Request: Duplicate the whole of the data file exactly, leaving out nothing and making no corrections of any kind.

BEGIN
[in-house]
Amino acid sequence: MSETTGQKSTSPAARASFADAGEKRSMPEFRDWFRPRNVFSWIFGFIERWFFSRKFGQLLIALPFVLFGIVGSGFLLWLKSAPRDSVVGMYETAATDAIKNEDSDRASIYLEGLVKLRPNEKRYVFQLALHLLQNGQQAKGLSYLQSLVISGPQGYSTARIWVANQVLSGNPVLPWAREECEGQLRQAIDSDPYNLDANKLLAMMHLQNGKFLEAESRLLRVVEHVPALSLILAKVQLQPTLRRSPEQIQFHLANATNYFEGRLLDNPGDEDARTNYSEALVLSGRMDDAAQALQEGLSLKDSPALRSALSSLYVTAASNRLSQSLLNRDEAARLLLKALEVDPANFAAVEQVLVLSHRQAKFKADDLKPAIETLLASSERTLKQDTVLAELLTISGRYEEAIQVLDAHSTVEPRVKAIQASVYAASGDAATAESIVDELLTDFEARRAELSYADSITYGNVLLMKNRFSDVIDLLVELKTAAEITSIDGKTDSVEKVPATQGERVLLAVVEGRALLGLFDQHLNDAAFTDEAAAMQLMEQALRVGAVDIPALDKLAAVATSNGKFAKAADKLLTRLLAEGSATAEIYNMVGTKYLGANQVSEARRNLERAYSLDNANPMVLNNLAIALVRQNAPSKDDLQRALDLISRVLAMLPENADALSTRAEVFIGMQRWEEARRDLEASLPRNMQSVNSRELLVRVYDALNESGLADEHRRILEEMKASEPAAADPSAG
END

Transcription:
[in-house]
Amino acid sequence: MSETTGQKSTSPAARASFADAGEKRSMPEFRDWFRPRNVFSWIFGFIERWFFSRKFGQLLIALPFVLFGIVGSGFLLWLKSAPRDSVVGMYETAATDAIKNEDSDRASIYLEGLVKLRPNEKRYVFQLALHLLQNGQQAKGLSYLQSLVISGPQGYSTARIWVANQVLSGNPVLPWAREECEGQLRQAIDSDPYNLDANKLLAMMHLQNGKFLEAESRLLRVVEHVPALSLILAKVQLQPTLRRSPEQIQFHLANATNYFEGRLLDNPGDEDARTNYSEALVLSGRMDDAAQALQEGLSLKDSPALRSALSSLYVTAASNRLSQSLLNRDEAARLLLKALEVDPANFAAVEQVLVLSHRQAKFKADDLKPAIETLLASSERTLKQDTVLAELLTISGRYEEAIQVLDAHSTVEPRVKAIQASVYAASGDAATAESIVDELLTDFEARRAELSYADSITYGNVLLMKNRFSDVIDLLVELKTAAEITSIDGKTDSVEKVPATQGERVLLAVVEGRALLGLFDQHLNDAAFTDEAAAMQLMEQALRVGAVDIPALDKLAAVATSNGKFAKAADKLLTRLLAEGSATAEIYNMVGTKYLGANQVSEARRNLERAYSLDNANPMVLNNLAIALVRQNAPSKDDLQRALDLISRVLAMLPENADALSTRAEVFIGMQRWEEARRDLEASLPRNMQSVNSRELLVRVYDALNESGLADEHRRILEEMKASEPAAADPSAG